40

I am pretty new to AngularJS but found it quite to my liking so far. For my current project I need hotkey functionality and was happy to see that it is supported since the 1.1.2 release.

The ng-keydown directive (http://code.angularjs.org/1.1.3/docs/api/ng.directive:ngKeydown) works as expected for input types but fails me for any other context like div etc. which seems odd given that the documentation says otherwise.

Here is an minimal example (http://jsfiddle.net/TdXWW/12/) of the working respectively the not working:

<input ng-keydown="keypress($event)">
<div ng-keydown="keypress($event)">

NOTE: I know this could be handled with plain jQuery (http://www.mkyong.com/jquery/how-to-check-if-an-enter-key-is-pressed-with-jquery/) but I much prefer to understand how to deal with it in AngularJS.

1
  • 3
    div that isn't contenteditable doesn't trigger focus when clciked so there is no active element to bind keypress to. Try same thing using jQuery or native script have same problem. Could bind event to document and test that target is not an input. Not sure what your use case is
    – charlietfl
    Mar 29, 2013 at 15:07

6 Answers 6

86

I was having the same problem and was able to fix it by following this simple tip provided in this comment: https://stackoverflow.com/a/1718035/80264

You need to give the div a tabindex so it can receive focus.

<div id="testdiv" tabindex="0"></div>
4
  • nice very good bit of information. The only issue is then when it gets focus, in FireFox at least, I get a big red border around the element.
    – Gurnard
    Mar 6, 2014 at 8:48
  • I think that's because of the way firefox handles html form validation by default? See if this helps: stackoverflow.com/questions/3809146/… Mar 6, 2014 at 13:52
  • Thanks for the link. In the end I added ng-keydown and ng-keyup to the body element that then called functions in the body controller. These then set a variable but could also broadcast to other controllers. Works very well for my needs (selecting data with shift). Thanks for the response.
    – Gurnard
    Mar 7, 2014 at 9:17
  • 7
    There are not enough upvotes in the world for this. This drove me crazy for like an hour. Jan 15, 2016 at 19:53
9

Thanks! To wrap this up I got this working by, injecting $document into my directive, then:

MyApp.directive('myDirective', function($document) {
return {
...
 $document.keydown(function(e){
   console.log(e)
 })
}
2
  • I needed to do $($document).keydown(... to get this to work. I guess jQuery-lite doesn't have the keydown function? Jul 24, 2013 at 10:21
  • 3
    @Crashthatch Use .on('keydown') for jQuery-lite.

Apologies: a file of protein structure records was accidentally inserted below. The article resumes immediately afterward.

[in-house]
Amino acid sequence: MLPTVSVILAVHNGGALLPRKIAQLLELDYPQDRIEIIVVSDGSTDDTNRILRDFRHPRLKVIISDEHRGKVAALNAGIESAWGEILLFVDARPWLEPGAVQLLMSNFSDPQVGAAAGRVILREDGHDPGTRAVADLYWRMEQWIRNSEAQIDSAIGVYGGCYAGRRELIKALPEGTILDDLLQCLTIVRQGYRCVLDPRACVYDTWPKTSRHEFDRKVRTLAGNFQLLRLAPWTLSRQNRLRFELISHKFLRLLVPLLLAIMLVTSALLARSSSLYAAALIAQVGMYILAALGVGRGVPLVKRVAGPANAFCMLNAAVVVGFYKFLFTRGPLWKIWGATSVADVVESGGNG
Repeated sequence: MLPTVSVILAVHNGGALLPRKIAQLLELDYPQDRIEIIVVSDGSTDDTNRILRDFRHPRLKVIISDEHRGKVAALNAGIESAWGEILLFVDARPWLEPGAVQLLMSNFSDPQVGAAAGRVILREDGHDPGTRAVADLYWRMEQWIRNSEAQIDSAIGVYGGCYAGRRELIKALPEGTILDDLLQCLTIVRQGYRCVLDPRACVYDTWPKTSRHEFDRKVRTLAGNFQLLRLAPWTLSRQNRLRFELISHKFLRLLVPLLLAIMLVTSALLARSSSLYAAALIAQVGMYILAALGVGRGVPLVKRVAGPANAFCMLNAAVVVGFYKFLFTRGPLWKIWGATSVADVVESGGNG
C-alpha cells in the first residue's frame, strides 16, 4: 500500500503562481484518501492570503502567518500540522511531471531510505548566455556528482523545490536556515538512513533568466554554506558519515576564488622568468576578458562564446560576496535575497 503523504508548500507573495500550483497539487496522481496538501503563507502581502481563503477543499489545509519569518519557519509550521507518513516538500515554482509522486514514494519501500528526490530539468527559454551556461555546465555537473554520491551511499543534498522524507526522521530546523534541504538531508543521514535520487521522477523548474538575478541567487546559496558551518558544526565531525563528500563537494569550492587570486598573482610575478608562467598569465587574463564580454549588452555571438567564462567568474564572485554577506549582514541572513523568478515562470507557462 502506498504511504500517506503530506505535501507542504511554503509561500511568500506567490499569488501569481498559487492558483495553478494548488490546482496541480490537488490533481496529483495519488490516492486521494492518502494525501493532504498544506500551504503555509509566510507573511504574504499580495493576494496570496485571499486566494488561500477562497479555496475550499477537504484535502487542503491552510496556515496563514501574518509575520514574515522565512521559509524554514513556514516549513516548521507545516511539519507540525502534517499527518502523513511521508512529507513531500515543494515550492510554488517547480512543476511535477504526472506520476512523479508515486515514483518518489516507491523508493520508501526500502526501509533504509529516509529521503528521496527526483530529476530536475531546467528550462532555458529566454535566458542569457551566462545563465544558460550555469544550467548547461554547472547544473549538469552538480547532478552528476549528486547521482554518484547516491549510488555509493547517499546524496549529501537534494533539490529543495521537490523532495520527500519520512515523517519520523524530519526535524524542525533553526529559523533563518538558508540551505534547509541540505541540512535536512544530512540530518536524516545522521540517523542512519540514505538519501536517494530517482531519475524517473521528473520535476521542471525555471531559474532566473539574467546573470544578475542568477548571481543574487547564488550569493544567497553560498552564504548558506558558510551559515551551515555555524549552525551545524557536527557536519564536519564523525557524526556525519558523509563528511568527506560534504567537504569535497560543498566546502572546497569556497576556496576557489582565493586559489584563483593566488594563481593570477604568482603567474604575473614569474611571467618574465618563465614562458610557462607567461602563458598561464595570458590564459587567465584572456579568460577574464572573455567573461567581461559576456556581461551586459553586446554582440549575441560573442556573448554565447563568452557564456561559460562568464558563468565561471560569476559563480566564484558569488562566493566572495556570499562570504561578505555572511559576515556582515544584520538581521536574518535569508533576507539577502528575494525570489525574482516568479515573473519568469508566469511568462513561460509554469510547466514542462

– Matt Way
    Jan 25, 2014 at 2:00
8

This was the way I got it working in the end.

Add ng-app to the html element and ng-keyup and ng-keydown to the body element:

<html ng-app="myApp" ng-controller="MainCtrl">
.....
<body ng-keydown="keyPress($event);" ng-keyup="keyRelease($event);">

Then the funcitons in my controller deal with the event calling event.which to get the key code (in my implementation I set a var to the rootScope but you could also broadcast to other controllers)

$scope.keyPress = function(eve) {
    if (eve.which === 16) { // shift
        // $rootScope.$broadcast('doShift');
        $rootScope.shiftOn = true;
    };
};
1
  • This doesn't work so amazing, if you are using multiple sub-templates and only one body. I like having a custom directive a lot more Aug 3, 2018 at 17:01
1

The comment by charlietfl cleared things up and binding the event to $(document) worked as expected! Take away message: The AngularJS documentation is not really exhaustive, i.e. demands background knowledge.

0
angular.module('app').directive('executeOnEnter', function () {
    return {
        restrict: 'A',
        link: function (scope, el, attrs, $rootScope) {                      
            $('body').on('keypress', function (evt) {
                if (evt.keyCode === 13) {
                    el.trigger('click', function () {
                    });
                }            
            })

        },
        controller: function ($rootScope) {
            function removeEvent() {
                $("body").unbind("keypress");
            }
            $rootScope.$on('$stateChangeStart', removeEvent);
        }
    }
})
2
  • you are binding keypress on body. So binding continues word event your view has change or when u dont needed that binding to other views. Jun 5, 2017 at 6:17
  • if you are concerned with that, i edited the answer. Of course this might remove something u attached previously to the body (on keypress), so you might want to take care about that.
    – vvn050
    Jun 9, 2017 at 10:32
0

it worker fine for me, just add tabindex attribute. make sure that ng-keydown contains correct angularjs expression

    <div ng-keydown="keypress($event)" tabindex="0">

    $scope.keypress = function(ev) {
        console.log('keyprez', ev);
    }

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